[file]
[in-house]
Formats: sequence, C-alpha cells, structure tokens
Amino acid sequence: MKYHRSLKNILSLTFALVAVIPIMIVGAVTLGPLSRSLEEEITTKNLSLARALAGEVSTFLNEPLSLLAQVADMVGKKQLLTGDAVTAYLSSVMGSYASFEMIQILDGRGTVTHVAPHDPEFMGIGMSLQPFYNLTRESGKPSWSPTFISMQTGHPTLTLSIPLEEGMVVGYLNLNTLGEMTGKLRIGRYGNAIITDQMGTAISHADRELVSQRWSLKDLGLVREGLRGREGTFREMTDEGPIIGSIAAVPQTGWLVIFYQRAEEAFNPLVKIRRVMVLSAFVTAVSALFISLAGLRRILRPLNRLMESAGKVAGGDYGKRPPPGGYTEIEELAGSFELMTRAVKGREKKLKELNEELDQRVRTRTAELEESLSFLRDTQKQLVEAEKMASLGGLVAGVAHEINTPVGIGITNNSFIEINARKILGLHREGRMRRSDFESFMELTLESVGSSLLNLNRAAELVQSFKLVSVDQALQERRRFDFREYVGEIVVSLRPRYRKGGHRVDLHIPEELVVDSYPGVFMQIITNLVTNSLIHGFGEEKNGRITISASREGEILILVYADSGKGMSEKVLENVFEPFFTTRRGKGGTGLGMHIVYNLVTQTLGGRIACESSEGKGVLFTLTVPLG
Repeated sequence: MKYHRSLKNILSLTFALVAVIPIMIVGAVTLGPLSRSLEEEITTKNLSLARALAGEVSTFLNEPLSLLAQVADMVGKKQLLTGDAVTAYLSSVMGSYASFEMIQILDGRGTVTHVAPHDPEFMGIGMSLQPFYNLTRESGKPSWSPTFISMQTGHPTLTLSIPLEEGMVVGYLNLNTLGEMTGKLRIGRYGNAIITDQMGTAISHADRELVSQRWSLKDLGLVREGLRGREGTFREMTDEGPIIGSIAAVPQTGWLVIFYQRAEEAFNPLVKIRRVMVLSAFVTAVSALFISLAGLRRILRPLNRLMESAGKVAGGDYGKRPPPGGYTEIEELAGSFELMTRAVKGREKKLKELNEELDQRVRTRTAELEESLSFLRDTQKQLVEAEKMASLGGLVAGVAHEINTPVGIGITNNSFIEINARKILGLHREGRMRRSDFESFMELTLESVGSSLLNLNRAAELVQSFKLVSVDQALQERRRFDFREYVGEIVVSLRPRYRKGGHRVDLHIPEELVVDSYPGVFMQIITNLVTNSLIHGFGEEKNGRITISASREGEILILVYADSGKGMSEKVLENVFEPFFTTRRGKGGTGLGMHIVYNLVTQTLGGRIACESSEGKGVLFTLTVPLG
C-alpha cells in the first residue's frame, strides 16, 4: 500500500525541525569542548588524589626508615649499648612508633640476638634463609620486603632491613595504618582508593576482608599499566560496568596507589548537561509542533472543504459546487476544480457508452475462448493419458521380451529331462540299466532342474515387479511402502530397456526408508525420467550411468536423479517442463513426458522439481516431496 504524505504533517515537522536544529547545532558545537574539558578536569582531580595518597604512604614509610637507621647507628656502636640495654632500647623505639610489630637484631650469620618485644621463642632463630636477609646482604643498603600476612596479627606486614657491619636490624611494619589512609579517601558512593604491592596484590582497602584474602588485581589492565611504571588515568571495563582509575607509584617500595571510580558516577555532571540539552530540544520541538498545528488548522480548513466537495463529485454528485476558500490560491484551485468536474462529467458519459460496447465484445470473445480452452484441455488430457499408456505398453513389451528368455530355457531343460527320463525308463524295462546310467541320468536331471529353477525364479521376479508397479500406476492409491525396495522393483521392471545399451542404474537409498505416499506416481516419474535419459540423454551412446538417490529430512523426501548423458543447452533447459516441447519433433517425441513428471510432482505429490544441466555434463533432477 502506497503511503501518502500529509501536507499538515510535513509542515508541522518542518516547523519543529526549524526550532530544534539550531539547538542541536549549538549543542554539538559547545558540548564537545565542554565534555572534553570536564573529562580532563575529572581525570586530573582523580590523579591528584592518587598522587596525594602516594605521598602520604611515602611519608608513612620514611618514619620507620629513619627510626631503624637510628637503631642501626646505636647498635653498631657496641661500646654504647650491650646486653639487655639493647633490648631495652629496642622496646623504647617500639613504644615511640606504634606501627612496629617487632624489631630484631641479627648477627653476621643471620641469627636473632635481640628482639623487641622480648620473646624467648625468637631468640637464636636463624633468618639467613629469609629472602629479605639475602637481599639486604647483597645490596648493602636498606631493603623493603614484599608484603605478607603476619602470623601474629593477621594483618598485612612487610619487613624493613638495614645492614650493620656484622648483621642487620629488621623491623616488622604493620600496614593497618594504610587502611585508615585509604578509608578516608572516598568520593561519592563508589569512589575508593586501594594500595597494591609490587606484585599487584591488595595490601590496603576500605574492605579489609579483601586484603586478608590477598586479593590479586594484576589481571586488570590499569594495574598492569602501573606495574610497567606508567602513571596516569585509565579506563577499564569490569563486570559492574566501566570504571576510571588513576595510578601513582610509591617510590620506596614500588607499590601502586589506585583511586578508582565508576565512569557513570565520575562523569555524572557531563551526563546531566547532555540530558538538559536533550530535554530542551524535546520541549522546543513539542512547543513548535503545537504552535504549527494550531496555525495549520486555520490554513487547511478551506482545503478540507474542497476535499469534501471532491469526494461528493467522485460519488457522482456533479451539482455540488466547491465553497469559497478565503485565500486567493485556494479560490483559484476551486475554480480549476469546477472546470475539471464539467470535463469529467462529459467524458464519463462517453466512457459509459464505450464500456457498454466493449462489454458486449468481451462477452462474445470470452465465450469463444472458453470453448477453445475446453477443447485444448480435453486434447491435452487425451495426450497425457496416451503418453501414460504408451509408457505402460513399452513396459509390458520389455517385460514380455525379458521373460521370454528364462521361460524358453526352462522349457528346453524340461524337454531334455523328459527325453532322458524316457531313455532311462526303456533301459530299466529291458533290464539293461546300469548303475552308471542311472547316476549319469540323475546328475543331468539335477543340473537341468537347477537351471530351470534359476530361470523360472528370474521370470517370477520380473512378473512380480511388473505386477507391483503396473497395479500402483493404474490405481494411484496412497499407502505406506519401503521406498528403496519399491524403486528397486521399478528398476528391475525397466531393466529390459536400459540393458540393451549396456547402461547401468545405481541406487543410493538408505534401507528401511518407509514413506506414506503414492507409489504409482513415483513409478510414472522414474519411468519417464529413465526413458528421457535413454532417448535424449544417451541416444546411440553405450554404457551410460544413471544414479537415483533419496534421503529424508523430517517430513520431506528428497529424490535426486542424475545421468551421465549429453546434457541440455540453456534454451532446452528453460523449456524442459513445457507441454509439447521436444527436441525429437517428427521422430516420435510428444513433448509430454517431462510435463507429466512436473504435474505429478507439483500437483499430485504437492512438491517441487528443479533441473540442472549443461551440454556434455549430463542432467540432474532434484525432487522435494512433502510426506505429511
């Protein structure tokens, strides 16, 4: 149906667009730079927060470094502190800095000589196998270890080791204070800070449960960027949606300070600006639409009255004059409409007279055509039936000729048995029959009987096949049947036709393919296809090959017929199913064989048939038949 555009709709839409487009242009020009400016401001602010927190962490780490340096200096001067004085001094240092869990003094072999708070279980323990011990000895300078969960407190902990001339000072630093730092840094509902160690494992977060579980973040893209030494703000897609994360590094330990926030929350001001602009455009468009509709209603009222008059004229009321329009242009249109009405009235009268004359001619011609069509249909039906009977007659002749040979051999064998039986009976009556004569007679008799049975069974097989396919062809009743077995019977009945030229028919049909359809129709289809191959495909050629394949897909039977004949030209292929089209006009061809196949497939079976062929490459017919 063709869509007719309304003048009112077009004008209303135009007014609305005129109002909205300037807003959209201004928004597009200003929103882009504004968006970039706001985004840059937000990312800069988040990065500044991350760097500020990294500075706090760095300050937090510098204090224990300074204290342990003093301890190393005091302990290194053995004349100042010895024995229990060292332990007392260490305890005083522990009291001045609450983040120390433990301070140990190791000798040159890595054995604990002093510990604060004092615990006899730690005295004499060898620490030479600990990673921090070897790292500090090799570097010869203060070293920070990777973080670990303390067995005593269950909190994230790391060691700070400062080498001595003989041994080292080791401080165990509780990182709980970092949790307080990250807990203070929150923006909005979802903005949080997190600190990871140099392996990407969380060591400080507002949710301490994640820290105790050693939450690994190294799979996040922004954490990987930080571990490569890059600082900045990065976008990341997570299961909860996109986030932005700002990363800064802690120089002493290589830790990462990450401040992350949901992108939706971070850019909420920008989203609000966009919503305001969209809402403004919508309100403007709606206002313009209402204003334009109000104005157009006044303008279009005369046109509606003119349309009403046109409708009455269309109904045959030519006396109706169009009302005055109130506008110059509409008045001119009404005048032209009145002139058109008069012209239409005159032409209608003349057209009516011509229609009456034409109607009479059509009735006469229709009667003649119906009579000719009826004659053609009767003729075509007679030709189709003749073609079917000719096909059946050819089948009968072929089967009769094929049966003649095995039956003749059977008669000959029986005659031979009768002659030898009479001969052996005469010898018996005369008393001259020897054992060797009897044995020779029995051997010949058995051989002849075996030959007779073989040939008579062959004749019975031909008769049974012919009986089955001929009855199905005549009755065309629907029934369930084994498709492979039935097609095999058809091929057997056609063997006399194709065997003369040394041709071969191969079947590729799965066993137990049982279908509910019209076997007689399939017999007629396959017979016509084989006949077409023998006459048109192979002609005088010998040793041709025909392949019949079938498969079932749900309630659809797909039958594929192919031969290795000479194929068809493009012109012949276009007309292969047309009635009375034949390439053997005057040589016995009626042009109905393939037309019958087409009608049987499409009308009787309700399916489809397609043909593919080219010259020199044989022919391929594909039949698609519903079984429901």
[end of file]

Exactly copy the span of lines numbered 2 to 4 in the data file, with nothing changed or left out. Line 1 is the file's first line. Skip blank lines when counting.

Formats: sequence, C-alpha cells, structure tokens
Amino acid sequence: MKYHRSLKNILSLTFALVAVIPIMIVGAVTLGPLSRSLEEEITTKNLSLARALAGEVSTFLNEPLSLLAQVADMVGKKQLLTGDAVTAYLSSVMGSYASFEMIQILDGRGTVTHVAPHDPEFMGIGMSLQPFYNLTRESGKPSWSPTFISMQTGHPTLTLSIPLEEGMVVGYLNLNTLGEMTGKLRIGRYGNAIITDQMGTAISHADRELVSQRWSLKDLGLVREGLRGREGTFREMTDEGPIIGSIAAVPQTGWLVIFYQRAEEAFNPLVKIRRVMVLSAFVTAVSALFISLAGLRRILRPLNRLMESAGKVAGGDYGKRPPPGGYTEIEELAGSFELMTRAVKGREKKLKELNEELDQRVRTRTAELEESLSFLRDTQKQLVEAEKMASLGGLVAGVAHEINTPVGIGITNNSFIEINARKILGLHREGRMRRSDFESFMELTLESVGSSLLNLNRAAELVQSFKLVSVDQALQERRRFDFREYVGEIVVSLRPRYRKGGHRVDLHIPEELVVDSYPGVFMQIITNLVTNSLIHGFGEEKNGRITISASREGEILILVYADSGKGMSEKVLENVFEPFFTTRRGKGGTGLGMHIVYNLVTQTLGGRIACESSEGKGVLFTLTVPLG
Repeated sequence: MKYHRSLKNILSLTFALVAVIPIMIVGAVTLGPLSRSLEEEITTKNLSLARALAGEVSTFLNEPLSLLAQVADMVGKKQLLTGDAVTAYLSSVMGSYASFEMIQILDGRGTVTHVAPHDPEFMGIGMSLQPFYNLTRESGKPSWSPTFISMQTGHPTLTLSIPLEEGMVVGYLNLNTLGEMTGKLRIGRYGNAIITDQMGTAISHADRELVSQRWSLKDLGLVREGLRGREGTFREMTDEGPIIGSIAAVPQTGWLVIFYQRAEEAFNPLVKIRRVMVLSAFVTAVSALFISLAGLRRILRPLNRLMESAGKVAGGDYGKRPPPGGYTEIEELAGSFELMTRAVKGREKKLKELNEELDQRVRTRTAELEESLSFLRDTQKQLVEAEKMASLGGLVAGVAHEINTPVGIGITNNSFIEINARKILGLHREGRMRRSDFESFMELTLESVGSSLLNLNRAAELVQSFKLVSVDQALQERRRFDFREYVGEIVVSLRPRYRKGGHRVDLHIPEELVVDSYPGVFMQIITNLVTNSLIHGFGEEKNGRITISASREGEILILVYADSGKGMSEKVLENVFEPFFTTRRGKGGTGLGMHIVYNLVTQTLGGRIACESSEGKGVLFTLTVPLG